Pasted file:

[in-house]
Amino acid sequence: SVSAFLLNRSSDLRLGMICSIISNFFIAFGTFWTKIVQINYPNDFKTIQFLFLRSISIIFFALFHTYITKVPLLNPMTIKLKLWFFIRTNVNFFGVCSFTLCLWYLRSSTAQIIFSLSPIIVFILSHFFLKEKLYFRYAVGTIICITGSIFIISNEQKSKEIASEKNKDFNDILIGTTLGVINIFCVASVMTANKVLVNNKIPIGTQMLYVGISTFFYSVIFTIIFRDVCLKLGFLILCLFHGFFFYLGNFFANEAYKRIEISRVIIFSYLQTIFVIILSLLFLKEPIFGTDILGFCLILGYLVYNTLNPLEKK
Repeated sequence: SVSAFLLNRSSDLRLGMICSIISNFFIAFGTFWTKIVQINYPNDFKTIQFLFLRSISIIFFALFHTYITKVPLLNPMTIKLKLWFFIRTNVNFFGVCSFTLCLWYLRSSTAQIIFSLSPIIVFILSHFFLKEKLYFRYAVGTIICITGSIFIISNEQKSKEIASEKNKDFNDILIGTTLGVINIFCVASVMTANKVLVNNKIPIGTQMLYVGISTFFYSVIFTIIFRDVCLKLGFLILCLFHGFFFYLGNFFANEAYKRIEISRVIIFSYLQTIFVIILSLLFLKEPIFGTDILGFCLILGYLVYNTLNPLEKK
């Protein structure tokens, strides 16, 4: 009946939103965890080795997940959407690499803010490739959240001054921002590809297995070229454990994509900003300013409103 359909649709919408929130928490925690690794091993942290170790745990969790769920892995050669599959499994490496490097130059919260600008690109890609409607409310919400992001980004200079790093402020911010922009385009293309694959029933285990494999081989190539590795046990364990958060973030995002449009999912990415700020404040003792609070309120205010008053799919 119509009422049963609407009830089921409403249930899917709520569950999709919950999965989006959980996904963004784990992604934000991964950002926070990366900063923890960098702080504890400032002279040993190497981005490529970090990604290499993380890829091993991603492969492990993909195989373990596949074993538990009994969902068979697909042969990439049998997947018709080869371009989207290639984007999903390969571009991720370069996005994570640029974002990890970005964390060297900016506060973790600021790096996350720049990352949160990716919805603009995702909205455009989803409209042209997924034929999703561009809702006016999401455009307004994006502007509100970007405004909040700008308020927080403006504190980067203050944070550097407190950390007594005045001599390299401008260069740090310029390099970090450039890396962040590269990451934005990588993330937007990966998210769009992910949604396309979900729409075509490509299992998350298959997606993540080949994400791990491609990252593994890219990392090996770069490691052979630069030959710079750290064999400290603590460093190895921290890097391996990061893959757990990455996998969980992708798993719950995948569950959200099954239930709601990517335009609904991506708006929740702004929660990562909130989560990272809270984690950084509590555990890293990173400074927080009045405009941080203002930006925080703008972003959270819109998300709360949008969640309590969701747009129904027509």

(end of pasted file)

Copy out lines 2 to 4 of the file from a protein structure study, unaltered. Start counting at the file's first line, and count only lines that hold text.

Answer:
Amino acid sequence: SVSAFLLNRSSDLRLGMICSIISNFFIAFGTFWTKIVQINYPNDFKTIQFLFLRSISIIFFALFHTYITKVPLLNPMTIKLKLWFFIRTNVNFFGVCSFTLCLWYLRSSTAQIIFSLSPIIVFILSHFFLKEKLYFRYAVGTIICITGSIFIISNEQKSKEIASEKNKDFNDILIGTTLGVINIFCVASVMTANKVLVNNKIPIGTQMLYVGISTFFYSVIFTIIFRDVCLKLGFLILCLFHGFFFYLGNFFANEAYKRIEISRVIIFSYLQTIFVIILSLLFLKEPIFGTDILGFCLILGYLVYNTLNPLEKK
Repeated sequence: SVSAFLLNRSSDLRLGMICSIISNFFIAFGTFWTKIVQINYPNDFKTIQFLFLRSISIIFFALFHTYITKVPLLNPMTIKLKLWFFIRTNVNFFGVCSFTLCLWYLRSSTAQIIFSLSPIIVFILSHFFLKEKLYFRYAVGTIICITGSIFIISNEQKSKEIASEKNKDFNDILIGTTLGVINIFCVASVMTANKVLVNNKIPIGTQMLYVGISTFFYSVIFTIIFRDVCLKLGFLILCLFHGFFFYLGNFFANEAYKRIEISRVIIFSYLQTIFVIILSLLFLKEPIFGTDILGFCLILGYLVYNTLNPLEKK
């Protein structure tokens, strides 16, 4: 009946939103965890080795997940959407690499803010490739959240001054921002590809297995070229454990994509900003300013409103 359909649709919408929130928490925690690794091993942290170790745990969790769920892995050669599959499994490496490097130059919260600008690109890609409607409310919400992001980004200079790093402020911010922009385009293309694959029933285990494999081989190539590795046990364990958060973030995002449009999912990415700020404040003792609070309120205010008053799919 119509009422049963609407009830089921409403249930899917709520569950999709919950999965989006959980996904963004784990992604934000991964950002926070990366900063923890960098702080504890400032002279040993190497981005490529970090990604290499993380890829091993991603492969492990993909195989373990596949074993538990009994969902068979697909042969990439049998997947018709080869371009989207290639984007999903390969571009991720370069996005994570640029974002990890970005964390060297900016506060973790600021790096996350720049990352949160990716919805603009995702909205455009989803409209042209997924034929999703561009809702006016999401455009307004994006502007509100970007405004909040700008308020927080403006504190980067203050944070550097407190950390007594005045001599390299401008260069740090310029390099970090450039890396962040590269990451934005990588993330937007990966998210769009992910949604396309979900729409075509490509299992998350298959997606993540080949994400791990491609990252593994890219990392090996770069490691052979630069030959710079750290064999400290603590460093190895921290890097391996990061893959757990990455996998969980992708798993719950995948569950959200099954239930709601990517335009609904991506708006929740702004929660990562909130989560990272809270984690950084509590555990890293990173400074927080009045405009941080203002930006925080703008972003959270819109998300709360949008969640309590969701747009129904027509």